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To What Extent Does the EU Display a 'Democratic Deficit'?

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Introduction

To What Extent Does the EU Display a 'Democratic Deficit'? The EU is a supragovernmental organisation with significant powers over some areas of policy (such as trade and agriculture) in member states. In view of its considerable powers, many complain that the EU suffers from a democratic deficit, i.e., there are not enough democratically elected elements to the EU for its powers to be considered democratically legitimate. However, in order to determine if the EU has a democratic deficit, the term 'democratic' must be defined. 'Democracy' simply means rule by the people, and is in itself a vague term. However, in this context, the terminology is most likely referring to 'liberal democracy', the form of government widely used throughout the Western world. Several key points make up a liberal democracy; firstly, the government must be chosen as a result of regular, free, fair, competitive elections. The government (executive) should be accountable to the legislature; in many liberal democracies a system of checks and balances has to exist between the 3 main branches of government (Executive, Legislature and Judiciary). The rights and liberties of all citizens must be protected, often by a 'Bill of Rights' included in the constitution, which exists in most liberal democracies to set out the limits of the government and its powers. These are the essential factors of a liberal democracy, and so in order to determine to what extent the EU suffers from a democratic deficit we must consider each of these elements in turn and the extent to which they exist in the different institutions of the EU. ...read more.

Middle

This vacuum of press coverage of the European Parliament is a serious blow to its accountability, because scrutiny of the press and therefore the public is a key part of accountability in a liberal democracy. The Council of Ministers, the second part of the legislature also has a problem with accountability because the parliaments of member states have no control over the actions of government ministers within the EU. In many liberal democracies, a system of checks and balances is used to keep control of the 3 main branches of government, and ensure that one doesn't become too powerful. The Commission, which makes up part of the executive of the EU, is held to account by the European Parliament because the EP can dismiss the entire Commission. For example in 1999 this almost happened to the Commission headed by Santer, due to corruption charges. In the end however, the Commission all resigned before they could be called to account by the European Parliament. However, there is a weakness to this power because the EP can only dismiss the entire Commission, and not individual Commissioners. The lack of transparency in the EU institutions is a key problem for those who wish to call the EU a truly democratic institution, because accountability cannot exist without the transparency needed to scrutinise the actions of the EU. For example, meetings of the Council of Ministers, the more powerful arm of the legislature are not open to the public, although minutes are published. ...read more.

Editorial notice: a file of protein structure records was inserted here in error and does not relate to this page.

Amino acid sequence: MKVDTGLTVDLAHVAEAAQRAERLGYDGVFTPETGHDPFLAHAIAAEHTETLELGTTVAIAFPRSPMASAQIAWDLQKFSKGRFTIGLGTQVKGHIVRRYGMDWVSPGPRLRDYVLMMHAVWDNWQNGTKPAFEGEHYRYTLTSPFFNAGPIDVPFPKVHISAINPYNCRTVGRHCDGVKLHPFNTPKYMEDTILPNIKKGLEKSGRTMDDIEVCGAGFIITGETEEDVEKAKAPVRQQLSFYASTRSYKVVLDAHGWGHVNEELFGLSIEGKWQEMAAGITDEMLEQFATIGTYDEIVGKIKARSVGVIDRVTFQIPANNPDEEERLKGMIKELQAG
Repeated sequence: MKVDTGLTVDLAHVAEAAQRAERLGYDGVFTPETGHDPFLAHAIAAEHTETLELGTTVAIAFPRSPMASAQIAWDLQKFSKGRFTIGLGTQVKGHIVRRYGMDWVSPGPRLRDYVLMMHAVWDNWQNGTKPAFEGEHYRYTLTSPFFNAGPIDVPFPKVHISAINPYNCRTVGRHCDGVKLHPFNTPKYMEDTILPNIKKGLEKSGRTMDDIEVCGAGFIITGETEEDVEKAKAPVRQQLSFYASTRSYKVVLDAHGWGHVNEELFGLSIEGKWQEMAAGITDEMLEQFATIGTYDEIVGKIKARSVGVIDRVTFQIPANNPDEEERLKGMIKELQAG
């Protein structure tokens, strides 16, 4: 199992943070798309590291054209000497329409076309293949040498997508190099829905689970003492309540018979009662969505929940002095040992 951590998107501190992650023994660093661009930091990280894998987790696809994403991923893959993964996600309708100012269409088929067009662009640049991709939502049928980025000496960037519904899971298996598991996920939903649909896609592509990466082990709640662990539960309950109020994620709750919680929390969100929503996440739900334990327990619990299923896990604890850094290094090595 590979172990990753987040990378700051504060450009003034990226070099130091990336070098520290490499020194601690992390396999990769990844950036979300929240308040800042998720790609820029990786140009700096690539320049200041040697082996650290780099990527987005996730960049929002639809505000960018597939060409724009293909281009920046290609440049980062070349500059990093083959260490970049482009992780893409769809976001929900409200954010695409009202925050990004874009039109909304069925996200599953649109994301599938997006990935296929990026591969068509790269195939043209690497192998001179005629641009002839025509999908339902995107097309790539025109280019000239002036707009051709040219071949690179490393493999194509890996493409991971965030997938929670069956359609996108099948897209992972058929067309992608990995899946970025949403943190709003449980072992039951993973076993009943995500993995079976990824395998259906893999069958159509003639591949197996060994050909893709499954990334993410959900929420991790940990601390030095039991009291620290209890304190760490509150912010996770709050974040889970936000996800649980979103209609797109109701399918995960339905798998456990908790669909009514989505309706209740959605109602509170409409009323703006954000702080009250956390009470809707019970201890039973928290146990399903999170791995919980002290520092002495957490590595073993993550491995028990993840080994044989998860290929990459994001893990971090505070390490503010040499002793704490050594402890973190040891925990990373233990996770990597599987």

Conclusion

The constitution seeks to codify existing Treaties, as well as set out clearer guidelines for members to join and leave. Another of its aims is to make the EU more transparent and open to scrutiny, and therefore closer to fulfilling the ideal of accountability. From the outset it would seem that the EU has a severe democratic deficit; there would appear to be a severe lack of transparency and accountability within the Commission and European Central Bank, unclear lines of political authority and a weak parliament with no clear mandate to rule. However, on closer inspection, it can be seen that the situation isn't as bad as it would appear, with various checks already in place to ensure some degree of liberal democratic ideals are upheld. The future looks bright for the EU as well, with a new Constitution bringing in a more defined structure and even a Charter of Fundamental Rights, two huge steps towards a more democratic structure. Further steps have been suggested to reduce the democratic deficit within the EU. For example, some people feel that giving the European Parliament more powers through making all issues co-decision with the Council of Ministers will reduce the deficit. Indeed, an increasing number of issues are now decided using co-decision, showing a movement towards this. Other suggestions include changing the party list voting system to a less party dominated system such as Single Transferable Vote as used in Northern Ireland. In the distant future some people would like to see more of the EU institutions being directly elected, although many of the national governments are opposed to this suggestion, so it seems unlikely for the foreseeable future. ?? ?? ?? ?? Carrie Raynham 5/8/2007 ...read more.

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